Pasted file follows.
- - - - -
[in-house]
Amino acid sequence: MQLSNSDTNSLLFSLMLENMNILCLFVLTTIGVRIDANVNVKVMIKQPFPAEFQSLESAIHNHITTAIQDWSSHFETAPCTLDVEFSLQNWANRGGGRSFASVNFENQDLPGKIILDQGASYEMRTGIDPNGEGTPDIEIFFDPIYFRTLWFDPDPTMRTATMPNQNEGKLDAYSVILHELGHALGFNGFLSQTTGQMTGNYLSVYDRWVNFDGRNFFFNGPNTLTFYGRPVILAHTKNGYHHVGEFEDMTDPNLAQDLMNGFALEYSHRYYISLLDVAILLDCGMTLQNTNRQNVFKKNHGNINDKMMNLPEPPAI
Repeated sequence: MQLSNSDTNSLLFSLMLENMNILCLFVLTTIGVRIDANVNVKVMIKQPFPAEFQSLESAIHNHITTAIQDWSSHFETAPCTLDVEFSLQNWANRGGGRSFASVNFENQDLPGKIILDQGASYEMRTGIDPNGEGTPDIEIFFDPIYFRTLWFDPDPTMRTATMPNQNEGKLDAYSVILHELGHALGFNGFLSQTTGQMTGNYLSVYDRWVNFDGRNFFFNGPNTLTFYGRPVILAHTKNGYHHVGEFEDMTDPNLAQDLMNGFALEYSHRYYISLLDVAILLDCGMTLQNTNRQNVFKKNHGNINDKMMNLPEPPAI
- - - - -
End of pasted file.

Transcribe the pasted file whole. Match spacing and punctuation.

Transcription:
[in-house]
Amino acid sequence: MQLSNSDTNSLLFSLMLENMNILCLFVLTTIGVRIDANVNVKVMIKQPFPAEFQSLESAIHNHITTAIQDWSSHFETAPCTLDVEFSLQNWANRGGGRSFASVNFENQDLPGKIILDQGASYEMRTGIDPNGEGTPDIEIFFDPIYFRTLWFDPDPTMRTATMPNQNEGKLDAYSVILHELGHALGFNGFLSQTTGQMTGNYLSVYDRWVNFDGRNFFFNGPNTLTFYGRPVILAHTKNGYHHVGEFEDMTDPNLAQDLMNGFALEYSHRYYISLLDVAILLDCGMTLQNTNRQNVFKKNHGNINDKMMNLPEPPAI
Repeated sequence: MQLSNSDTNSLLFSLMLENMNILCLFVLTTIGVRIDANVNVKVMIKQPFPAEFQSLESAIHNHITTAIQDWSSHFETAPCTLDVEFSLQNWANRGGGRSFASVNFENQDLPGKIILDQGASYEMRTGIDPNGEGTPDIEIFFDPIYFRTLWFDPDPTMRTATMPNQNEGKLDAYSVILHELGHALGFNGFLSQTTGQMTGNYLSVYDRWVNFDGRNFFFNGPNTLTFYGRPVILAHTKNGYHHVGEFEDMTDPNLAQDLMNGFALEYSHRYYISLLDVAILLDCGMTLQNTNRQNVFKKNHGNINDKMMNLPEPPAI